So I was stumbling across some things earlier today and this site popped up. In case you don’t know what a stumble upon is, it is a website that generates websites around the world wide web according to your likes. You start off with a list of things you are interested in and you click on stumble and see what website comes up. Recently I added race/ethnicity into my likes in hopes of finding something to put up into the blog and luckily it worked!

I stumbled on the PBS website and it had a section that was based on a documentary by California Newsreel on race. The section was called “RACE: The Power of Illusion”. Just seeing the word “illusion” in the title made me stop and think, wow it really can be seen as trick on the eyes! Looking through the different interactive sections to the site made the title made more and more sense.

The first section “What is race?” poses an interesting statement, “There’s less – and more – to race than meets the eye.” It then goes on to provide 10 facts on race. As I clicked through the facts some i knew already but yet some caught me by surprise like fact number eight. I obviously understand that no two people are genetically alike, but I would think two people of one race would have more commonalities to each other than to people from two different races.

In the second section “Sorting People” there is a great interactive sorting game that will really have you amazed to see what you perceive a race to be, and what an individual classifies themselves under. Here you have to label each person under “White, Black, Native American, Hispanic/Latino, or Asian”. You would think that you can tell races apart and sort them correctly. When I began doing it I thought to myself “this is going to be easy” but as i progressed I began to question previous sorting and question what really makes someone a certain race. To my surprise I barely had any right. There was one in each section that was right, maybe two if I was lucky. My sorting was so off that I began to think that everyone automatically thinks they know someones race just by looking at them. This is something I think everyone should try, or should even be tried in class. I would be interested to see how many of us disagree in sorting the individuals in the game.

The quiz under the section “Human Diversity” is another interactive part of the site that really caught me by surprise. I barely got any of the questions correct and it was unbelievable. You learn crazy facts on human diversity that you would think wouldn’t even be true. This is another section that would be interesting to look over in class, again since it would be very debatable on which answer is the right answer.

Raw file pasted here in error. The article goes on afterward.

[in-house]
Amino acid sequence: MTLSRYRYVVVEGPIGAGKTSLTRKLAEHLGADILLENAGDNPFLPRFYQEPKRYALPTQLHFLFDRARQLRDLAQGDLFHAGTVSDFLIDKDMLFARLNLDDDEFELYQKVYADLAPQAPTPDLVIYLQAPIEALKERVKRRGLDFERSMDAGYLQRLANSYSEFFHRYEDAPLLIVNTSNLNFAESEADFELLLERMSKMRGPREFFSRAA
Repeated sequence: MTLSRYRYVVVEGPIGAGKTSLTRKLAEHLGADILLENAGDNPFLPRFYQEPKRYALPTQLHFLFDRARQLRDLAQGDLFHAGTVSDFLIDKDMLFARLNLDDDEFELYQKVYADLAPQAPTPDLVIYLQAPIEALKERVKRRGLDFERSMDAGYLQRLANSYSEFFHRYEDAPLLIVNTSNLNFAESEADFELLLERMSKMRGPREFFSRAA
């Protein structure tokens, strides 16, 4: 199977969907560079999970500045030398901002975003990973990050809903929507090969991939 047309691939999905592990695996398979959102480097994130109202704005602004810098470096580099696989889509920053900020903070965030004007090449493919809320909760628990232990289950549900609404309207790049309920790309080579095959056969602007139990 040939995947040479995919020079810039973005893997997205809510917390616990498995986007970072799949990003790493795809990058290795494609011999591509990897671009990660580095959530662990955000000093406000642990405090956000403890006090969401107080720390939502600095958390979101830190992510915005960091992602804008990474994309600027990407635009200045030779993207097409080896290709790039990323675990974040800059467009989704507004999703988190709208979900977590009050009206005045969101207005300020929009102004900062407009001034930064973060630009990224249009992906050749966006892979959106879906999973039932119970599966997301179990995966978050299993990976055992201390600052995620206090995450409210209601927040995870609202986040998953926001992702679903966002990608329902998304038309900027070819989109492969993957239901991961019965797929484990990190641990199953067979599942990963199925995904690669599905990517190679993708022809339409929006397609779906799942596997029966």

There is plenty more to look at on the site like videos and a timeline on the concept of race throughout history. It is really interesting and makes you really think about the concept of race beyond of what you know. Again, “There’s less – and more – to race than meets the eye.”

Here’s the link!


2 responses

  1. Cindy Lu says:

    I think race definitely isn’t something people can know off the bat just by looking at someone. Just by playing the matching game and trying to match the faces with the race we believed they were, showed us how stereotypical most of us think. It really demonstrates how wrong we can be by assuming that a person is a particular race by judging them by their phenotype.

    With these assumptions, I can only imagine the daily activities that these people encounter on their everyday lives. Imagine a person who looks Black but actually identifies them self as American Indian who is looking for a home or a job. Think about how different their experience must be if the real estate agent or person who is hiring only judges by their phenotype. Or how different a white looking Hispanic person’s experience was during the Arizona illegal immigrant search scandal.

    Thanks for the post! It made me think a lot!

  2. sharonbetesh says:

    We actually tried this activity in class- matching the faces to races and I found the results very interesting. We were all so sure with what we believed the people’s races were just by looking at them and in most of the cases, majority of the class believed the same thing. When we got the results, there were only 3 or 4 people that we put in the correct slot. The whole class was shocked, we were so sure we chose the correct slots and we couldn’t imagine how we were so wrong. This showed us loud and clear how wrong our assumptions about race are and how we barely know anything just by looking at them.
    This really struck me and opened my eyes to the fact that people categorize themselves very differently than from what others perceive them to be and people should not assume someone is from a particular race just by looking at them.